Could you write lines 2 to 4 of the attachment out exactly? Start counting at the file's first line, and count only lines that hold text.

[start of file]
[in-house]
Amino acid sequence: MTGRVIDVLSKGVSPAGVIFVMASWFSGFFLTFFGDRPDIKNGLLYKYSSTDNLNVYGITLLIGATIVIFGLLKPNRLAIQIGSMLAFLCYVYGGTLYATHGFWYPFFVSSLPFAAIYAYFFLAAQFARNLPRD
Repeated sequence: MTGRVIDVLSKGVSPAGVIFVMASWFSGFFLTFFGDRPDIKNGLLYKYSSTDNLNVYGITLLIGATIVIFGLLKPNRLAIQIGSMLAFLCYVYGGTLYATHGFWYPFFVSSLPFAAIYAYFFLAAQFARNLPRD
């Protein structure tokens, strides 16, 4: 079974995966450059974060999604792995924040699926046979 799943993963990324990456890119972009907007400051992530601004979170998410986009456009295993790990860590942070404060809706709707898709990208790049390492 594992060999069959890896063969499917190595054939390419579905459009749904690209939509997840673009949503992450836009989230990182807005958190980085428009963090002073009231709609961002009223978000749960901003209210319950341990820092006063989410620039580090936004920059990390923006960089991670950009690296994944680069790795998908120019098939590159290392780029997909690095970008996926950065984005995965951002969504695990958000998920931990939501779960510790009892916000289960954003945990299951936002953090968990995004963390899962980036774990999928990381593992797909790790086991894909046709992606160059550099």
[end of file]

Amino acid sequence: MTGRVIDVLSKGVSPAGVIFVMASWFSGFFLTFFGDRPDIKNGLLYKYSSTDNLNVYGITLLIGATIVIFGLLKPNRLAIQIGSMLAFLCYVYGGTLYATHGFWYPFFVSSLPFAAIYAYFFLAAQFARNLPRD
Repeated sequence: MTGRVIDVLSKGVSPAGVIFVMASWFSGFFLTFFGDRPDIKNGLLYKYSSTDNLNVYGITLLIGATIVIFGLLKPNRLAIQIGSMLAFLCYVYGGTLYATHGFWYPFFVSSLPFAAIYAYFFLAAQFARNLPRD
């Protein structure tokens, strides 16, 4: 079974995966450059974060999604792995924040699926046979 799943993963990324990456890119972009907007400051992530601004979170998410986009456009295993790990860590942070404060809706709707898709990208790049390492 594992060999069959890896063969499917190595054939390419579905459009749904690209939509997840673009949503992450836009989230990182807005958190980085428009963090002073009231709609961002009223978000749960901003209210319950341990820092006063989410620039580090936004920059990390923006960089991670950009690296994944680069790795998908120019098939590159290392780029997909690095970008996926950065984005995965951002969504695990958000998920931990939501779960510790009892916000289960954003945990299951936002953090968990995004963390899962980036774990999928990381593992797909790790086991894909046709992606160059550099």